Zen and the art of garden maintenance

Niall O'Donoghue

Image Credit Niall O'Donoghue

As you walk into DCU’s community garden, tucked away in a corner behind the library, the sounds of the outside world fade from earshot as a myriad of sights and smells cocoon you in an isolated world of greenery and vegetation.

As recently as 2013, however, the garden was empty and had been out of use for over ten years.

“When we found it, it was nothing but a barren patch” said Samantha Fahy, Sustainability Officer at DCU.

Fahy started small. After applying for €2,500 in funding from Local Agenda 21 to clear the garden, she started a collaboration with DCU’s green committee and Horticultural Society to re-generate the garden.

Resources came from Corporate Social Responsibility projects, a collaboration of DCU and An Taisce’s green communities program. Companies organised volunteer days, such as Deloitte funding and constructing a polytunnel in the garden. Student projects accommodated for the lack of water, waste and electric services in the garden, such as a water filtration system and a beehive research project. The President’s award for engagement in 2014 was awarded to the Horticultural Society for their efforts.

However, the garden had a problem with long-term engagement, due to incompatibility of the undergraduate timetable and growing seasons, according to Fahy.


The solution? Garden Gnomes.

The Gnomes, a group of agricultural entrepreneurs, volunteered in DCU’s community garden for over a year under the Community Employment scheme, developing techniques for biologically intensive farming. Training for about 20 hours a week, the Gnomes brought a lasting consistency to the garden.

“The guys provided the continuity so that when people weren’t down there the garden still ticked along, the briars didn’t grow back over again,” said Fahy.

Essentially, bio-intensive farming focuses on yielding as many crops out of a small area as possible. “You’re reducing the need for a tractor; what you can do is you can grow about five times the crops on the same amount of area that you would conventionally, so you’re reducing the amount of space between crops,” according to member Martin Matthews.

These techniques have allowed the group to produce over 500kg of crops in just two poly-tunnels, 1/50th of an acre, since May, according to Matthews.

Matthews and member Jason Maguire came up with the idea of The Gnomes out of a shared passion for agricultural work.

“You’re unconsciously connecting with nature, you’re unwinding, you’re relieving a lot of stress and anxiety when you’re working with the plants. You get a deeper understanding of life,” said Matthews.

The Gnomes stressed the benefits of ‘getting your hands dirty’ for the headspace of students, with Martin describing garden work as providing an outlet for his anxiety during college.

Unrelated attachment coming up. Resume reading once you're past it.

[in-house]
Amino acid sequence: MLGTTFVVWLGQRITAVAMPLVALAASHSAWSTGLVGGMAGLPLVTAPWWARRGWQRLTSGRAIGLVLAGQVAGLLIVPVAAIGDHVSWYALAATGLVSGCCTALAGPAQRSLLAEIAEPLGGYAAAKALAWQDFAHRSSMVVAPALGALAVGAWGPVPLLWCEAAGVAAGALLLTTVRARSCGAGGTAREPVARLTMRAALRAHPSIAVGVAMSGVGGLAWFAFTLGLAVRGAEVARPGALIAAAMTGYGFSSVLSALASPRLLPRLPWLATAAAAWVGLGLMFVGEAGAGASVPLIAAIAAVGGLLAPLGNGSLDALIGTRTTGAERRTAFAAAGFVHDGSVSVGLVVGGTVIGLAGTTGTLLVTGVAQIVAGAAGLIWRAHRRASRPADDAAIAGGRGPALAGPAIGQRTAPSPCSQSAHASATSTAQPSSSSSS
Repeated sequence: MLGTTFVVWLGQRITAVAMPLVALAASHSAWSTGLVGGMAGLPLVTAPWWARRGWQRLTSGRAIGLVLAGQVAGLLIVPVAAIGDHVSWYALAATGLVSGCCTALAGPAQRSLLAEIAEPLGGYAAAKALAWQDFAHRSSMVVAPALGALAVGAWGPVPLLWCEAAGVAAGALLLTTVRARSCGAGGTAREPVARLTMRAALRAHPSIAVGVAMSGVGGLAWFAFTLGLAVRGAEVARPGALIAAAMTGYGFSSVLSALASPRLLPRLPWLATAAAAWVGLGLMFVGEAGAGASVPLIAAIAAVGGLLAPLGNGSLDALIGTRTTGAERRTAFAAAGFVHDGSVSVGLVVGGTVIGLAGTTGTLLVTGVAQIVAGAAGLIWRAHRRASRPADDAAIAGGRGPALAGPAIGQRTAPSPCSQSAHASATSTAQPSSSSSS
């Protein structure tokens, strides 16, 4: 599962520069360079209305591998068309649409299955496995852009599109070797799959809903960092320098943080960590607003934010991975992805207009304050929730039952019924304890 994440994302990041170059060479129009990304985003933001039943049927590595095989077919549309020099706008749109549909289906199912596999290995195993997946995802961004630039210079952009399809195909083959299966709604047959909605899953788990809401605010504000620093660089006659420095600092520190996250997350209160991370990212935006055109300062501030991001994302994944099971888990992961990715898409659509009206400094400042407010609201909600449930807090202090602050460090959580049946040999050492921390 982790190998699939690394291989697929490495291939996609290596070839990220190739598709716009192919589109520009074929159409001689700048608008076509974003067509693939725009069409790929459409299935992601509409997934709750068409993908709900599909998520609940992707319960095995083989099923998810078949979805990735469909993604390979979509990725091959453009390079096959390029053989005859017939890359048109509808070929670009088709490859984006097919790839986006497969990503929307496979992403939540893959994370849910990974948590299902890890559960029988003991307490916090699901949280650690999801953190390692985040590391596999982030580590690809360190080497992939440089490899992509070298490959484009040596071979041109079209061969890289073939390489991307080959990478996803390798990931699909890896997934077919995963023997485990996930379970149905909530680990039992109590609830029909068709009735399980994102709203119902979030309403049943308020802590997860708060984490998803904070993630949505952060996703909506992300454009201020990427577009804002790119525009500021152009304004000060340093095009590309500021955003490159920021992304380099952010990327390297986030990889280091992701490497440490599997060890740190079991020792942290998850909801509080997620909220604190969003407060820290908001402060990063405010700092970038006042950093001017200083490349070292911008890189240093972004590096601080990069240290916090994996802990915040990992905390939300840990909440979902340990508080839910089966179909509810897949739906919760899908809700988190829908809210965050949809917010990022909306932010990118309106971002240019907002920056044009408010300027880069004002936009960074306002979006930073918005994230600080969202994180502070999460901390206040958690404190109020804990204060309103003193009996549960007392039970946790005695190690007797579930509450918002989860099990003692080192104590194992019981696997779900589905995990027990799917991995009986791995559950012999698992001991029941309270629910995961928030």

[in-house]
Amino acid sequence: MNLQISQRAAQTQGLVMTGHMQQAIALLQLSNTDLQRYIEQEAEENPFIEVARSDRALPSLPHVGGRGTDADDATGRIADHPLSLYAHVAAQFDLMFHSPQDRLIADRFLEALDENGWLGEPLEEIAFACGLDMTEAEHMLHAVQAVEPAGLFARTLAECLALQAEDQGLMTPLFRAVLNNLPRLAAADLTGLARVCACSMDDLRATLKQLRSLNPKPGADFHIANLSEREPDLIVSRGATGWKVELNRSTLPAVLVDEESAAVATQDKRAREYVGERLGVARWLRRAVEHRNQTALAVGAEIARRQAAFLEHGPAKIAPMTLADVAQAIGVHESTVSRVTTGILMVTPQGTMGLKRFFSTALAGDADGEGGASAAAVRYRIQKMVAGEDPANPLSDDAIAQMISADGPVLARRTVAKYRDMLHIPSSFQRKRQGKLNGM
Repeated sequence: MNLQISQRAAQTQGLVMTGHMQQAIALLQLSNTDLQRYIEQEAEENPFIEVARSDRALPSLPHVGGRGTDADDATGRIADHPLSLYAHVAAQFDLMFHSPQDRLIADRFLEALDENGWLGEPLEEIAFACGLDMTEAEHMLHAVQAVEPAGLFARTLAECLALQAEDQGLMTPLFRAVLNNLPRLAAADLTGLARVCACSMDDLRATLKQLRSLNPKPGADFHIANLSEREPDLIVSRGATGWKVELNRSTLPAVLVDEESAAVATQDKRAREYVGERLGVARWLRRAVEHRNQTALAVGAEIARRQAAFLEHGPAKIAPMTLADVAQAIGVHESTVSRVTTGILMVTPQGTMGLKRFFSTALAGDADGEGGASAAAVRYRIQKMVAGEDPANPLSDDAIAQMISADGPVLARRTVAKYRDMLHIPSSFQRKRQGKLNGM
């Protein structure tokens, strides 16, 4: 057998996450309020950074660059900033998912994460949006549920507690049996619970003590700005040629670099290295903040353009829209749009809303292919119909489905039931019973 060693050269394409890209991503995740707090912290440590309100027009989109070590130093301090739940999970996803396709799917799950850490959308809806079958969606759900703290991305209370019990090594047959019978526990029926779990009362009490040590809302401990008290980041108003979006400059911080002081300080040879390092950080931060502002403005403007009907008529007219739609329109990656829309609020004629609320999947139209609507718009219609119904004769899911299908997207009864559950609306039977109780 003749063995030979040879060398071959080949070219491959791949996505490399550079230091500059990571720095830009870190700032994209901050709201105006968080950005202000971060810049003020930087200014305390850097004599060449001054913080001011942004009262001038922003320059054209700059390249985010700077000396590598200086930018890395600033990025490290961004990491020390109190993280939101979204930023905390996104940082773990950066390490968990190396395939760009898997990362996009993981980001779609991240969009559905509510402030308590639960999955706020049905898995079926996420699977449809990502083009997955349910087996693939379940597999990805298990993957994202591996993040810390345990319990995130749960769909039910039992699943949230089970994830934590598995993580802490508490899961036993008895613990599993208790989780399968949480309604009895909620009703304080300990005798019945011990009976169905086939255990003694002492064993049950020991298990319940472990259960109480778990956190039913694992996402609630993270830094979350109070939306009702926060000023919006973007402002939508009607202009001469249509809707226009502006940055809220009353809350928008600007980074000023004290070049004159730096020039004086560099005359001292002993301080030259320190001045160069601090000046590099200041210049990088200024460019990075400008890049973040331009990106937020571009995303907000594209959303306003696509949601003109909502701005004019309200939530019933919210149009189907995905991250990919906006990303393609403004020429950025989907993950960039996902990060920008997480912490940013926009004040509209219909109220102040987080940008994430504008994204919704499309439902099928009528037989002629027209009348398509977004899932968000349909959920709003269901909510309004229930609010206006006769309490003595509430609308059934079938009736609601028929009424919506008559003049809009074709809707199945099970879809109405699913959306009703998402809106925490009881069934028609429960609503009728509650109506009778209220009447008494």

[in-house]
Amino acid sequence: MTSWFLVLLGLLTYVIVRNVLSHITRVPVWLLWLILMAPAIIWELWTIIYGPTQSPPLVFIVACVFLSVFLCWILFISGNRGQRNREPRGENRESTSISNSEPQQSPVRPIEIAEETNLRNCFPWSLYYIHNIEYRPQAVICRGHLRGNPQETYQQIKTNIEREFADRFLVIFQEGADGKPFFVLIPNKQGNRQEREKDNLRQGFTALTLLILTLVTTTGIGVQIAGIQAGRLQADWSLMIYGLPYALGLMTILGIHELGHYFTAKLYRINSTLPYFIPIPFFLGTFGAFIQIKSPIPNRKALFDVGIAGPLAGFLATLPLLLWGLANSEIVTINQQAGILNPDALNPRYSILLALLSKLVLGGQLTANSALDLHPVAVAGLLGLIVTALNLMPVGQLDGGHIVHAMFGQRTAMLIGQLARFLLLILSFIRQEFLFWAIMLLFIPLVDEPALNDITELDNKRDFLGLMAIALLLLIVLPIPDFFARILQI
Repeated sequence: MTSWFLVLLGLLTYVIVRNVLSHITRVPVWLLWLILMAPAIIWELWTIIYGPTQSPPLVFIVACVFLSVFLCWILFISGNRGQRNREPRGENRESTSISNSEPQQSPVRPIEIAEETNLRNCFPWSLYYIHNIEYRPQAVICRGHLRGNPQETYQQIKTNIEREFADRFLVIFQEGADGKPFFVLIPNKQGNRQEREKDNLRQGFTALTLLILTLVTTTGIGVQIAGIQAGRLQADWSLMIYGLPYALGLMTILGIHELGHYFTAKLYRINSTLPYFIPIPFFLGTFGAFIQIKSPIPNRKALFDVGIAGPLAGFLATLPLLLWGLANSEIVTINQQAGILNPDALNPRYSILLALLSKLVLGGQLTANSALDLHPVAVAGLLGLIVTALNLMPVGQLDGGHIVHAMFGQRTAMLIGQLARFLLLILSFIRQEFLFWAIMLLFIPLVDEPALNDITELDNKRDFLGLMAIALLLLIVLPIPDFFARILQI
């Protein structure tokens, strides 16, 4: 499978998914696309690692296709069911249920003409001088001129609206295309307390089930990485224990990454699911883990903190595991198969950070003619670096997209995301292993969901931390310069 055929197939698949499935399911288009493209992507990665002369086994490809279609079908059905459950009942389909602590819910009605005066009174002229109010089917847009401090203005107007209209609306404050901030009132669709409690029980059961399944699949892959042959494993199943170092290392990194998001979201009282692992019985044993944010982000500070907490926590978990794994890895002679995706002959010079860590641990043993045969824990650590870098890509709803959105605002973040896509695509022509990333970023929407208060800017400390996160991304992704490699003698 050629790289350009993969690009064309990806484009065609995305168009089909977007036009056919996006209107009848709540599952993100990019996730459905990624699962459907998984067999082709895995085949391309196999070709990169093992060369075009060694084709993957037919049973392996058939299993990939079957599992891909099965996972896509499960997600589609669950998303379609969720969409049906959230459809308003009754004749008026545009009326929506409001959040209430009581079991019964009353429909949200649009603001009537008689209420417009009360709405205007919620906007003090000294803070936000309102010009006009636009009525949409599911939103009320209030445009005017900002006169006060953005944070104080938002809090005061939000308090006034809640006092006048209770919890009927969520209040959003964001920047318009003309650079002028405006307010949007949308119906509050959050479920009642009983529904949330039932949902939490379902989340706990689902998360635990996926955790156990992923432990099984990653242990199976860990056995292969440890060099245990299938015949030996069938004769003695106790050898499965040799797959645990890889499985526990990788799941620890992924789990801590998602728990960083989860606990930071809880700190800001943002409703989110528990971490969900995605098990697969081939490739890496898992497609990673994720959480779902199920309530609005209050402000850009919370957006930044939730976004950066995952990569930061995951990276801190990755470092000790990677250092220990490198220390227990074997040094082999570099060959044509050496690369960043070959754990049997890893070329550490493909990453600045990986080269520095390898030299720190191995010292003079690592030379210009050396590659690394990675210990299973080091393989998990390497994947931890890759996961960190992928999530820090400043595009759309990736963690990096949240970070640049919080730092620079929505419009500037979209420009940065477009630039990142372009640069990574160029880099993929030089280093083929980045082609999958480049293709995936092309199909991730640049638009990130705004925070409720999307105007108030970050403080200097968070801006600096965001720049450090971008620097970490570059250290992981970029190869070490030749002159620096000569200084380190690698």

“I do come down here, just, there’s a smile on my face for no reason but I know it’s because of this place,” said member Shane Matthews.


Developing a community

For Fahy, the garden represents a chance to change the negative perception of DCU in the wider Santry community. She mentioned a retired man who visited the garden after a line of trees were cut down behind the library, allowing him to see it for the first time. He initially worried that he’d be kicked out if security found him.

Fahy heard about the man and gave him a visitor’s card for DCU.

“He could now wander in and out whenever he wanted, all he’d do was go down, sit in the garden and have a chat with the lads… for him it was an engagement, it was someplace for him to go.”

Travelling to the garden provided him with a source for exercise and a healthier diet. “Everybody wins, and he’s pulled a few weeds along the way,” laughed Fahy.



The development of both a men’s shed and a social shed for the garden are receiving funding from Dublin City Council. DCU plan on collaborating with the Ballymun men’s shed to operate the sheds upon their projected completion in early 2018.

These projects are part of DCU’s action plan to achieve Carbon neutrality by 2022. Fahy and DCU plan on expanding community gardens to the St. Patrick’s and All Hallows DCU campuses, as well as creating native grassland, woodland and school garden areas in the St. Patrick’s campus.

“The reason we’re doing this is so we can educate new students. The whole idea is to open their mind-sets so that the students who are leaving DCU have an understanding of what sustainability means, to understand what their impact is on the world and what they can actually change,” said Fahy.

The Gnomes and Fahy want to introduce a guided volunteer program to encourage students to participate in the garden, suggesting that students look after small four-by-two foot allotments.

With winter setting in, the Gnomes set about covering the ground, removing shale, weeding and clearing the polytunnels. Despite the cold, these old friends find comfort and companionship over some hard labour, a connection to the soil and a cup of tea.